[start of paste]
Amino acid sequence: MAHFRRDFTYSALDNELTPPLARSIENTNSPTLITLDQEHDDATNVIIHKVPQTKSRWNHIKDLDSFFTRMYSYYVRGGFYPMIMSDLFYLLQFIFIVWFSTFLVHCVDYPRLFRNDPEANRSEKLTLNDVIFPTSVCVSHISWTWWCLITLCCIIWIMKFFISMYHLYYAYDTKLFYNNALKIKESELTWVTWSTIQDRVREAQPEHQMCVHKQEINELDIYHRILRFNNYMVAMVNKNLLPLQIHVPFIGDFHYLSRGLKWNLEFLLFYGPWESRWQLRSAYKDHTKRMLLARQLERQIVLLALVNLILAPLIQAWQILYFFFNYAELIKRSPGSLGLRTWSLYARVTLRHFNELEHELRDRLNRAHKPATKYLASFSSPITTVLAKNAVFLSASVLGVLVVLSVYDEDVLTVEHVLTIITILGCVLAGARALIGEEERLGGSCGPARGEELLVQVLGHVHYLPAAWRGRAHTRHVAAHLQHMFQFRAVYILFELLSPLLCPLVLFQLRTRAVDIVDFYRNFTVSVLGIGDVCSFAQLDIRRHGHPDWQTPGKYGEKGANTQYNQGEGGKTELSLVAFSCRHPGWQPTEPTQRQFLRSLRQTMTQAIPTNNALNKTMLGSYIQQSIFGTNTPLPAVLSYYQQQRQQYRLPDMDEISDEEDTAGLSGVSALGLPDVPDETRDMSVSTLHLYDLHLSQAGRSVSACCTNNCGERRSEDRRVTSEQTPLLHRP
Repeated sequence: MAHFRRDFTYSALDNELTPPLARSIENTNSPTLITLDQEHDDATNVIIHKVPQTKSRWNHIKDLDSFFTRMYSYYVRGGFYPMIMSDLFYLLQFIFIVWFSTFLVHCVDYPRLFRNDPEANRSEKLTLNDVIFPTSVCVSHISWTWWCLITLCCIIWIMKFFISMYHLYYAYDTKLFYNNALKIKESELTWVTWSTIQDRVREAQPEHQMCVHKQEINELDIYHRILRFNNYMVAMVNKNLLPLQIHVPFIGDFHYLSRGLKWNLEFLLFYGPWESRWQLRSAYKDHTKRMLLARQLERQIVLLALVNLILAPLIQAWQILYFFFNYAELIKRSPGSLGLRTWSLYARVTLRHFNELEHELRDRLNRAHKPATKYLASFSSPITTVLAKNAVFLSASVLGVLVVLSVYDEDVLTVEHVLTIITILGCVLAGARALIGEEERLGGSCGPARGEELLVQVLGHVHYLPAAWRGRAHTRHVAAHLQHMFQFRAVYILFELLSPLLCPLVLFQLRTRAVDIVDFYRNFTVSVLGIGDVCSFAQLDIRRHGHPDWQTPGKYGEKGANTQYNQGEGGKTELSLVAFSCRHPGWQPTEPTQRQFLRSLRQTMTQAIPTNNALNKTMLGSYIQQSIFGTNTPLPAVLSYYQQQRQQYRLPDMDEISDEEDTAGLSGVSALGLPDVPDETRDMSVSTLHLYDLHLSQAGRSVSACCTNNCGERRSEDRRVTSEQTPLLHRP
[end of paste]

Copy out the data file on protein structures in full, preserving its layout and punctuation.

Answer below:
Amino acid sequence: MAHFRRDFTYSALDNELTPPLARSIENTNSPTLITLDQEHDDATNVIIHKVPQTKSRWNHIKDLDSFFTRMYSYYVRGGFYPMIMSDLFYLLQFIFIVWFSTFLVHCVDYPRLFRNDPEANRSEKLTLNDVIFPTSVCVSHISWTWWCLITLCCIIWIMKFFISMYHLYYAYDTKLFYNNALKIKESELTWVTWSTIQDRVREAQPEHQMCVHKQEINELDIYHRILRFNNYMVAMVNKNLLPLQIHVPFIGDFHYLSRGLKWNLEFLLFYGPWESRWQLRSAYKDHTKRMLLARQLERQIVLLALVNLILAPLIQAWQILYFFFNYAELIKRSPGSLGLRTWSLYARVTLRHFNELEHELRDRLNRAHKPATKYLASFSSPITTVLAKNAVFLSASVLGVLVVLSVYDEDVLTVEHVLTIITILGCVLAGARALIGEEERLGGSCGPARGEELLVQVLGHVHYLPAAWRGRAHTRHVAAHLQHMFQFRAVYILFELLSPLLCPLVLFQLRTRAVDIVDFYRNFTVSVLGIGDVCSFAQLDIRRHGHPDWQTPGKYGEKGANTQYNQGEGGKTELSLVAFSCRHPGWQPTEPTQRQFLRSLRQTMTQAIPTNNALNKTMLGSYIQQSIFGTNTPLPAVLSYYQQQRQQYRLPDMDEISDEEDTAGLSGVSALGLPDVPDETRDMSVSTLHLYDLHLSQAGRSVSACCTNNCGERRSEDRRVTSEQTPLLHRP
Repeated sequence: MAHFRRDFTYSALDNELTPPLARSIENTNSPTLITLDQEHDDATNVIIHKVPQTKSRWNHIKDLDSFFTRMYSYYVRGGFYPMIMSDLFYLLQFIFIVWFSTFLVHCVDYPRLFRNDPEANRSEKLTLNDVIFPTSVCVSHISWTWWCLITLCCIIWIMKFFISMYHLYYAYDTKLFYNNALKIKESELTWVTWSTIQDRVREAQPEHQMCVHKQEINELDIYHRILRFNNYMVAMVNKNLLPLQIHVPFIGDFHYLSRGLKWNLEFLLFYGPWESRWQLRSAYKDHTKRMLLARQLERQIVLLALVNLILAPLIQAWQILYFFFNYAELIKRSPGSLGLRTWSLYARVTLRHFNELEHELRDRLNRAHKPATKYLASFSSPITTVLAKNAVFLSASVLGVLVVLSVYDEDVLTVEHVLTIITILGCVLAGARALIGEEERLGGSCGPARGEELLVQVLGHVHYLPAAWRGRAHTRHVAAHLQHMFQFRAVYILFELLSPLLCPLVLFQLRTRAVDIVDFYRNFTVSVLGIGDVCSFAQLDIRRHGHPDWQTPGKYGEKGANTQYNQGEGGKTELSLVAFSCRHPGWQPTEPTQRQFLRSLRQTMTQAIPTNNALNKTMLGSYIQQSIFGTNTPLPAVLSYYQQQRQQYRLPDMDEISDEEDTAGLSGVSALGLPDVPDETRDMSVSTLHLYDLHLSQAGRSVSACCTNNCGERRSEDRRVTSEQTPLLHRP